This piece is out in today's L.A. Times, for an article on how slavery has historically been depicted in movies:
The story reviews movies that dealt with the "peculiar institution," going back to Uncle Tom's Cabin in 1903, through 2012's Lincoln, and how the vast majority shy away from showing the true brutality of slavery. Excepting Tarantino's Django or the television classic Roots, the few that did explicitly show the violence and barbarity, such as Amistad, weren't box office draws. Up until now, Hollywood has preferred not to risk putting off audiences with such scenes of depravity. Steve McQueen's 12 Years a Slave changes all that by putting the reality of the brutality of slavery at the forefront. You can read the article here.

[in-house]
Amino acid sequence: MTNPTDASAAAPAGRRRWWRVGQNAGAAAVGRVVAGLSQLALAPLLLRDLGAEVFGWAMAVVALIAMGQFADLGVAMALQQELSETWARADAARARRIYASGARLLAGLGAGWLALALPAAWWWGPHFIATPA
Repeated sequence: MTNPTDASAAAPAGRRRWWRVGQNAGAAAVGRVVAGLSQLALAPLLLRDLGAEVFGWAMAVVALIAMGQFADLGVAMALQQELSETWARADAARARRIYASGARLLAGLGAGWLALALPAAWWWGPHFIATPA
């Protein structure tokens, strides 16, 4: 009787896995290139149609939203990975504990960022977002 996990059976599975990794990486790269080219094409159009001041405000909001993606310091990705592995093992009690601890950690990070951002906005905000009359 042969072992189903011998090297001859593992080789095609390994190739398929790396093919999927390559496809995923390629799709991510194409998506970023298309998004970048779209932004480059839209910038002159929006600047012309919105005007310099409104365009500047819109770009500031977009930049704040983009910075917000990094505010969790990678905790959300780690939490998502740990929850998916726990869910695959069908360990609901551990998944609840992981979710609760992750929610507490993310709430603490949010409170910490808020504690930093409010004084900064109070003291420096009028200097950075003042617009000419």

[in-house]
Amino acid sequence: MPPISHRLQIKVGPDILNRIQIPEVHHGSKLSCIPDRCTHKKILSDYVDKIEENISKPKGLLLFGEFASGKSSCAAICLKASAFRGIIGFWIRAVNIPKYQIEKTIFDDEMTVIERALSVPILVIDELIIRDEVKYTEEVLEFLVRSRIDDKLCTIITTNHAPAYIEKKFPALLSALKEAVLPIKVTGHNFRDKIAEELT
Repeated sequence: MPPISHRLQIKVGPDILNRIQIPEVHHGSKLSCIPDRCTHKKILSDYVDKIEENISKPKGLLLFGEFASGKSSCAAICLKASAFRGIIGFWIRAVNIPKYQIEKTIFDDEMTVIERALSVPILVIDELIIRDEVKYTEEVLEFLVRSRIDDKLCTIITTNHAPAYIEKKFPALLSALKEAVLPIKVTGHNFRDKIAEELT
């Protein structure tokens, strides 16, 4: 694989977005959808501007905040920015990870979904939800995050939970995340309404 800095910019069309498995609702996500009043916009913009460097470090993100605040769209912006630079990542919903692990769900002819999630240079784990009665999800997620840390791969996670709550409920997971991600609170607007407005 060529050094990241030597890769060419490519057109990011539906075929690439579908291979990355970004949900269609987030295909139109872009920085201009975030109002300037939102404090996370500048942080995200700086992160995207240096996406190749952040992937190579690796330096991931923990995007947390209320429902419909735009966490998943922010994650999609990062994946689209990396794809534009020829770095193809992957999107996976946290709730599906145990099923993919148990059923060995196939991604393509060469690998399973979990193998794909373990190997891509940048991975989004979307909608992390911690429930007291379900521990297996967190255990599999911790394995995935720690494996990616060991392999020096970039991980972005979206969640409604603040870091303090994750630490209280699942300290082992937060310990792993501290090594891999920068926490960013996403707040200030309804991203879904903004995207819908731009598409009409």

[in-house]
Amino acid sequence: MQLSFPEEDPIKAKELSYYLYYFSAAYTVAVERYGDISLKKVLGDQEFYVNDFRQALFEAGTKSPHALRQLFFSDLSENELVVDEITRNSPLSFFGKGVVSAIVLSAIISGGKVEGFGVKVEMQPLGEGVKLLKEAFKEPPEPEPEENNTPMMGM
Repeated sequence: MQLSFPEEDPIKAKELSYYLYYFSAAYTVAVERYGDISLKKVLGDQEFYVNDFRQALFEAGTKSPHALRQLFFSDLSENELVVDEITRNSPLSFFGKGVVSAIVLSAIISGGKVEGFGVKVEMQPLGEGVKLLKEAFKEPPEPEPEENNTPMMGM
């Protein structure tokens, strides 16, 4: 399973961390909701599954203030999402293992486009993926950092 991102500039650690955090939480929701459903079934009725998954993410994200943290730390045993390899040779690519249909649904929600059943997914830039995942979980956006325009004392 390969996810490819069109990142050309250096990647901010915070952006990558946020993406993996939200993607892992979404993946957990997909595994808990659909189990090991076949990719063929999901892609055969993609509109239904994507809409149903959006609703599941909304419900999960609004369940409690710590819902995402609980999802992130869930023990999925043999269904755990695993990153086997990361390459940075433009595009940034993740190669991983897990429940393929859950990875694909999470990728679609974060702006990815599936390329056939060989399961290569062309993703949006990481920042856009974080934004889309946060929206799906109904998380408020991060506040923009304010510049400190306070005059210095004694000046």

After turning in the sketches, it was a toss up between numbers 1, 3, and 5. We ultimately went with number one, obviously, but I think the other two would have worked out as well. They focused more on the idea of the most offensive aspects of slavery being hidden or cut out of movies.
It was a great assignment to work on. Thank you, Wes!